ECOFA was founded to provide information to the members and the general public about multiple use management of forestland
The Annual meeting and Banquet was held at St. John’s Church, Dover. The banquet was brought to order by President Kathy Myers. The meal blessing was given by Glen Groh before the 67 attendees. The wonderful meal of swiss steak and baked chicken breast, with all the trimmings, and delicious pie, was prepared by the volunteers of St. John’s Church.
Keith Dasher, forest technician of Clum Forestry Consultants, gave an overview of an app they use to assist in finding boundary lines. The onXmaps app was designed for hunters to find public and private boundary lines. There are various “layers” available with this app, including landowner names and addresses, topography, roads and trails, and lakes and streams, just to name a few. Keith said it is very easy to use, and can be used on your smartphone, tablet, laptop, or home/business based computer. It is available for about $30. They find it extremely helpful in their applications. When in the woods, a little blue dot indicates your location on the map. Never get lost again! As landowners, you can mark certain areas and save them for future use in planning your woodland. It is even possible to save maps, so when in areas that are offline, you still have the map and the layers, and your location. Thank you, Keith, for informing us of this very valuable tool!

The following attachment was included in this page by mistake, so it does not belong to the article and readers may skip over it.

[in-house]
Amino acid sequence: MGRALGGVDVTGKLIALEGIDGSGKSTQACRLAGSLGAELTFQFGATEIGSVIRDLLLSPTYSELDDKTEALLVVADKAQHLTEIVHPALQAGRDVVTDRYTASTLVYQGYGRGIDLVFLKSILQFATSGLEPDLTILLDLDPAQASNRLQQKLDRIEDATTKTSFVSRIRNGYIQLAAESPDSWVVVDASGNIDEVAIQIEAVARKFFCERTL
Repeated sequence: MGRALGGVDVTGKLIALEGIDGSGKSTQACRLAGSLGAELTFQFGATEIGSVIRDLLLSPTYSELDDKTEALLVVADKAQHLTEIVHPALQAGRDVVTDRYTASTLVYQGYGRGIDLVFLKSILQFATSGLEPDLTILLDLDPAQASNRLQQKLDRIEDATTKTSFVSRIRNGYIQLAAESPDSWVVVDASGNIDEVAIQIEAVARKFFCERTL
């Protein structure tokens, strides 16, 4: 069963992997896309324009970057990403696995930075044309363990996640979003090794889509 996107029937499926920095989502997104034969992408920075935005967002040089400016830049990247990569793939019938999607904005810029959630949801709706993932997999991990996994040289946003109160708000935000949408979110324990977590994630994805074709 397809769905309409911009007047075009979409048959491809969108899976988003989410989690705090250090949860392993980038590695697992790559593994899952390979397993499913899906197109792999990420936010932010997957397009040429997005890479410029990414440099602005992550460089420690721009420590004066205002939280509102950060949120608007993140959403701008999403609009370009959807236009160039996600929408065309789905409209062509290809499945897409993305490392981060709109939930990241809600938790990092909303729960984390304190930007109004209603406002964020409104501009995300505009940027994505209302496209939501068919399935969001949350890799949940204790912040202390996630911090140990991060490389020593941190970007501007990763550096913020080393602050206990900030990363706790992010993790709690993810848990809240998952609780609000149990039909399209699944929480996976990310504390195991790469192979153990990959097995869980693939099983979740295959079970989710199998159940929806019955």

Jeremy announced, and congratulated, Alan Walter as one of the two finalists in the American Tree Farm System’s Regional Forester of the Year. Alan received the Ohio Tree Farmer of the Year for 2015.
There were 51 silent auction items and 32 items in the live auction. Many of the items were handcrafted by ECOFA members, friends and family. Jeremy Scherf did a fantastic job, as always, as auctioneer. The lively, fun-filled auctions brought in over $2600 for the education fund, which mainly goes for Ohio Forestry Camp sponsorships. Auction items included a Poplar bench, an ECOFA themed wood-burned artwork centerpiece, tree-quilted wallhanging, star-quilted center pieces, home-brewed honey wine, a jar of Ohio honey, 2-time international winning maple syrup, a gorgeous picture frame, chestnut picture frames, chestnut wood, a wooden basket filled with home baked goodies, wood-duck nesting box, and that is just an overview. So many wonderful items made generously and will be enjoyed by many. The most fun item was the “Pig in the Poke”, a wrapped mysterious item, that ended up just that….a pig, made out of wood by our own Glen Hoerger! And, we cannot forget the wonderful homemade delights made by Ellen and Janet. A huge “Thank You!” to all who provided auction items. It wouldn’t be possible without you! “Thank You!” also to Alan Walter and Brian Werner for doing an onsite data entry, thus enabling a quick exit for all after the auction.